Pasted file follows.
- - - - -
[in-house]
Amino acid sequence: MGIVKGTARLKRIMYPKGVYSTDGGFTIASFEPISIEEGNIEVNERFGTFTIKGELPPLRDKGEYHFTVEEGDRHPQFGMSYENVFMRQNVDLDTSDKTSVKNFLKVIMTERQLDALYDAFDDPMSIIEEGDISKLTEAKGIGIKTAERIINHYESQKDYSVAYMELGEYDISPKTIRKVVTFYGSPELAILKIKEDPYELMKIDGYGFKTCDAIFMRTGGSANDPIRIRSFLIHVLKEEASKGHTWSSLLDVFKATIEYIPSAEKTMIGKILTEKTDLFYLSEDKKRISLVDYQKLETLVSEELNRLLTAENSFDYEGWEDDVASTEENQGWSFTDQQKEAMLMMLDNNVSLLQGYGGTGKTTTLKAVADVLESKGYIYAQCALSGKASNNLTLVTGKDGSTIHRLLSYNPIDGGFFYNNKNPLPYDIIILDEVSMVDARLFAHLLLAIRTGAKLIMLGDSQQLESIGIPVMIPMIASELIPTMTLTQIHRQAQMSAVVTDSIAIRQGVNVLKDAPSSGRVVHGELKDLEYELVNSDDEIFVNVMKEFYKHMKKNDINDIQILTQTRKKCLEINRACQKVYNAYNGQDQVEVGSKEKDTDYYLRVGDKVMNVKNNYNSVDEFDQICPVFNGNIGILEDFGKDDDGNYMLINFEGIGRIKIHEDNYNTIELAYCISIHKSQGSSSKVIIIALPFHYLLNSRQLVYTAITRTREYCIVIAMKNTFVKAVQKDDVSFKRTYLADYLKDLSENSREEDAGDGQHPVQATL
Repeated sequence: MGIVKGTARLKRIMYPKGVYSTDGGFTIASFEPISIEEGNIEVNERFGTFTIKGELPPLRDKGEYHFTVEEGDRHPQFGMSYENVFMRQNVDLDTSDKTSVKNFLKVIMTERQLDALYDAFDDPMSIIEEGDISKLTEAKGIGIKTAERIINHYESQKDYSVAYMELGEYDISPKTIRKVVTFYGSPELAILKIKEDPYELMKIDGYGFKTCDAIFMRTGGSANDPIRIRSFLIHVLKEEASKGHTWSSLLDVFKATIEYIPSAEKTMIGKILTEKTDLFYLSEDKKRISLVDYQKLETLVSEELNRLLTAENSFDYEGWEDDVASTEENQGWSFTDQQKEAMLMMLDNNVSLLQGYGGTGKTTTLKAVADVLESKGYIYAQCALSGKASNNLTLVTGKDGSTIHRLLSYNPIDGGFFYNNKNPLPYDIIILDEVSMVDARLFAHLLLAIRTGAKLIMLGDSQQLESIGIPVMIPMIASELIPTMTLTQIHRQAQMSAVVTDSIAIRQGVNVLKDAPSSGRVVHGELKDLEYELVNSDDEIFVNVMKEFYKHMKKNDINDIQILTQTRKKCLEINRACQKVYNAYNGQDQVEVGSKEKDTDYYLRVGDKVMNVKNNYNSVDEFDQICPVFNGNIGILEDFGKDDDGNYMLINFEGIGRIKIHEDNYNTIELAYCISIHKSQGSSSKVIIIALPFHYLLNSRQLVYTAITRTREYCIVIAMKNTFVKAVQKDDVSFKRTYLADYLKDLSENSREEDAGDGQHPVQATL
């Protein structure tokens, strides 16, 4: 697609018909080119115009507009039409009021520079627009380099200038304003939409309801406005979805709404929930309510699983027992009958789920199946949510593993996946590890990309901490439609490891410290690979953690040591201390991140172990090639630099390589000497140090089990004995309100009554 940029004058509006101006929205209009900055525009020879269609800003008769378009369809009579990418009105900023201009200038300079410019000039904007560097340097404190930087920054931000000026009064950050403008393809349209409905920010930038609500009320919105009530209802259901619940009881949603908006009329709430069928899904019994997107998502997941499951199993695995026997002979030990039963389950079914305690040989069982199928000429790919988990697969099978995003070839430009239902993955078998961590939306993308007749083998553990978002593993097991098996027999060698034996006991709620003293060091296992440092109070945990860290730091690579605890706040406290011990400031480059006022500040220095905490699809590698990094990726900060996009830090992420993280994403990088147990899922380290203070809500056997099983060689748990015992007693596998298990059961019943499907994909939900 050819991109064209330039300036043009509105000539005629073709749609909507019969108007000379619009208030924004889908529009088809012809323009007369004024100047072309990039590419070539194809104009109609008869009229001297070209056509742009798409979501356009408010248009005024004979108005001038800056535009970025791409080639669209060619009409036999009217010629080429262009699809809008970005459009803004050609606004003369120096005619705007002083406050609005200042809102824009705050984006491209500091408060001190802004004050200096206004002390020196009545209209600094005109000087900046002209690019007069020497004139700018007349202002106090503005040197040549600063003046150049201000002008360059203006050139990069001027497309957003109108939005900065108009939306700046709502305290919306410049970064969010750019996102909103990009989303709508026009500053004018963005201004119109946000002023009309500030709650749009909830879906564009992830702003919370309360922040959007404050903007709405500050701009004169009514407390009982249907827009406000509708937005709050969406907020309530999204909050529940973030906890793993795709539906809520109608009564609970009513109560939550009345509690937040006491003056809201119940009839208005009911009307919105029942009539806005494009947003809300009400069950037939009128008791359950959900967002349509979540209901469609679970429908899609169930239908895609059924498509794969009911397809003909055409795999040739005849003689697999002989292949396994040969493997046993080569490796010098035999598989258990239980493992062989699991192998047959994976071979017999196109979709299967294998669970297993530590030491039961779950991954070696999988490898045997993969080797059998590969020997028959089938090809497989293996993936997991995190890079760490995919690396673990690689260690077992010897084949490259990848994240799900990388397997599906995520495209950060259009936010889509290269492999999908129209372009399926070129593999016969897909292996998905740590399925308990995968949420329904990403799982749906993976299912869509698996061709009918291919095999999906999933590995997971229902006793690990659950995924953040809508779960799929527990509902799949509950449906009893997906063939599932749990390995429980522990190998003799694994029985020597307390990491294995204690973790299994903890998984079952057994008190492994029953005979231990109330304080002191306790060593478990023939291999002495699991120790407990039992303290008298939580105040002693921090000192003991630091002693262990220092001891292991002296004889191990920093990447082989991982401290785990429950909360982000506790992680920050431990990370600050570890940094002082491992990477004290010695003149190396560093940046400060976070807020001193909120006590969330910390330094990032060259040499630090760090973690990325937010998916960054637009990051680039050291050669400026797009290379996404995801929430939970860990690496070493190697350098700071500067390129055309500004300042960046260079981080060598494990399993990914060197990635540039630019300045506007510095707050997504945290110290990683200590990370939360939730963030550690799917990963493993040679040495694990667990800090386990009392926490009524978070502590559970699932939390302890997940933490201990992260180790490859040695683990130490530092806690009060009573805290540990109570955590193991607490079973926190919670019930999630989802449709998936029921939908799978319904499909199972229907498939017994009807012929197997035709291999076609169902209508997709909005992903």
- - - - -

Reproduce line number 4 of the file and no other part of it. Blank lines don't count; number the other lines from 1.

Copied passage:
């Protein structure tokens, strides 16, 4: 697609018909080119115009507009039409009021520079627009380099200038304003939409309801406005979805709404929930309510699983027992009958789920199946949510593993996946590890990309901490439609490891410290690979953690040591201390991140172990090639630099390589000497140090089990004995309100009554 940029004058509006101006929205209009900055525009020879269609800003008769378009369809009579990418009105900023201009200038300079410019000039904007560097340097404190930087920054931000000026009064950050403008393809349209409905920010930038609500009320919105009530209802259901619940009881949603908006009329709430069928899904019994997107998502997941499951199993695995026997002979030990039963389950079914305690040989069982199928000429790919988990697969099978995003070839430009239902993955078998961590939306993308007749083998553990978002593993097991098996027999060698034996006991709620003293060091296992440092109070945990860290730091690579605890706040406290011990400031480059006022500040220095905490699809590698990094990726900060996009830090992420993280994403990088147990899922380290203070809500056997099983060689748990015992007693596998298990059961019943499907994909939900 050819991109064209330039300036043009509105000539005629073709749609909507019969108007000379619009208030924004889908529009088809012809323009007369004024100047072309990039590419070539194809104009109609008869009229001297070209056509742009798409979501356009408010248009005024004979108005001038800056535009970025791409080639669209060619009409036999009217010629080429262009699809809008970005459009803004050609606004003369120096005619705007002083406050609005200042809102824009705050984006491209500091408060001190802004004050200096206004002390020196009545209209600094005109000087900046002209690019007069020497004139700018007349202002106090503005040197040549600063003046150049201000002008360059203006050139990069001027497309957003109108939005900065108009939306700046709502305290919306410049970064969010750019996102909103990009989303709508026009500053004018963005201004119109946000002023009309500030709650749009909830879906564009992830702003919370309360922040959007404050903007709405500050701009004169009514407390009982249907827009406000509708937005709050969406907020309530999204909050529940973030906890793993795709539906809520109608009564609970009513109560939550009345509690937040006491003056809201119940009839208005009911009307919105029942009539806005494009947003809300009400069950037939009128008791359950959900967002349509979540209901469609679970429908899609169930239908895609059924498509794969009911397809003909055409795999040739005849003689697999002989292949396994040969493997046993080569490796010098035999598989258990239980493992062989699991192998047959994976071979017999196109979709299967294998669970297993530590030491039961779950991954070696999988490898045997993969080797059998590969020997028959089938090809497989293996993936997991995190890079760490995919690396673990690689260690077992010897084949490259990848994240799900990388397997599906995520495209950060259009936010889509290269492999999908129209372009399926070129593999016969897909292996998905740590399925308990995968949420329904990403799982749906993976299912869509698996061709009918291919095999999906999933590995997971229902006793690990659950995924953040809508779960799929527990509902799949509950449906009893997906063939599932749990390995429980522990190998003799694994029985020597307390990491294995204690973790299994903890998984079952057994008190492994029953005979231990109330304080002191306790060593478990023939291999002495699991120790407990039992303290008298939580105040002693921090000192003991630091002693262990220092001891292991002296004889191990920093990447082989991982401290785990429950909360982000506790992680920050431990990370600050570890940094002082491992990477004290010695003149190396560093940046400060976070807020001193909120006590969330910390330094990032060259040499630090760090973690990325937010998916960054637009990051680039050291050669400026797009290379996404995801929430939970860990690496070493190697350098700071500067390129055309500004300042960046260079981080060598494990399993990914060197990635540039630019300045506007510095707050997504945290110290990683200590990370939360939730963030550690799917990963493993040679040495694990667990800090386990009392926490009524978070502590559970699932939390302890997940933490201990992260180790490859040695683990130490530092806690009060009573805290540990109570955590193991607490079973926190919670019930999630989802449709998936029921939908799978319904499909199972229907498939017994009807012929197997035709291999076609169902209508997709909005992903």